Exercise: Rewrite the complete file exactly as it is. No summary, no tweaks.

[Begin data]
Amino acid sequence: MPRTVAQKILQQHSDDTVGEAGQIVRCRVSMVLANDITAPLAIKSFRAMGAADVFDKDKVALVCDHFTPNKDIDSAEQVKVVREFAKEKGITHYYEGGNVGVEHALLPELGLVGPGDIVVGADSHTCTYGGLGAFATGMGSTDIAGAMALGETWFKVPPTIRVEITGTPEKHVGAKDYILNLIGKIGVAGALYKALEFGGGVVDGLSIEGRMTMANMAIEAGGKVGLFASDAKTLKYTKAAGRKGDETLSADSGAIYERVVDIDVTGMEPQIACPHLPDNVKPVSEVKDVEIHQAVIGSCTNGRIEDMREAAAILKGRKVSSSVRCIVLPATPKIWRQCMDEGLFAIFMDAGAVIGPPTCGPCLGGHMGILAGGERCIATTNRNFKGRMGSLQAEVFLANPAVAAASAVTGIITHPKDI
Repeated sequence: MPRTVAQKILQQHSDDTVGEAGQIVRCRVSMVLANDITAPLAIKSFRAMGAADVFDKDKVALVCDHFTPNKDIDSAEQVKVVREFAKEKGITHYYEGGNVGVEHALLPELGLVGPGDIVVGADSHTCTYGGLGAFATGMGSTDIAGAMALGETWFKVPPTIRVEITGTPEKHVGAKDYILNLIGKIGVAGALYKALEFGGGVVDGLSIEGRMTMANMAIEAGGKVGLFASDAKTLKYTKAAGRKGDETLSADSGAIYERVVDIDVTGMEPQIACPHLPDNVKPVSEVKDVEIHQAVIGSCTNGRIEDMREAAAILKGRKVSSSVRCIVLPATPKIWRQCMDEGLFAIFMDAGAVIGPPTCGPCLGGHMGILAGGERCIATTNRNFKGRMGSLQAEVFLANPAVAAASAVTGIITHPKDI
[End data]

Amino acid sequence: MPRTVAQKILQQHSDDTVGEAGQIVRCRVSMVLANDITAPLAIKSFRAMGAADVFDKDKVALVCDHFTPNKDIDSAEQVKVVREFAKEKGITHYYEGGNVGVEHALLPELGLVGPGDIVVGADSHTCTYGGLGAFATGMGSTDIAGAMALGETWFKVPPTIRVEITGTPEKHVGAKDYILNLIGKIGVAGALYKALEFGGGVVDGLSIEGRMTMANMAIEAGGKVGLFASDAKTLKYTKAAGRKGDETLSADSGAIYERVVDIDVTGMEPQIACPHLPDNVKPVSEVKDVEIHQAVIGSCTNGRIEDMREAAAILKGRKVSSSVRCIVLPATPKIWRQCMDEGLFAIFMDAGAVIGPPTCGPCLGGHMGILAGGERCIATTNRNFKGRMGSLQAEVFLANPAVAAASAVTGIITHPKDI
Repeated sequence: MPRTVAQKILQQHSDDTVGEAGQIVRCRVSMVLANDITAPLAIKSFRAMGAADVFDKDKVALVCDHFTPNKDIDSAEQVKVVREFAKEKGITHYYEGGNVGVEHALLPELGLVGPGDIVVGADSHTCTYGGLGAFATGMGSTDIAGAMALGETWFKVPPTIRVEITGTPEKHVGAKDYILNLIGKIGVAGALYKALEFGGGVVDGLSIEGRMTMANMAIEAGGKVGLFASDAKTLKYTKAAGRKGDETLSADSGAIYERVVDIDVTGMEPQIACPHLPDNVKPVSEVKDVEIHQAVIGSCTNGRIEDMREAAAILKGRKVSSSVRCIVLPATPKIWRQCMDEGLFAIFMDAGAVIGPPTCGPCLGGHMGILAGGERCIATTNRNFKGRMGSLQAEVFLANPAVAAASAVTGIITHPKDI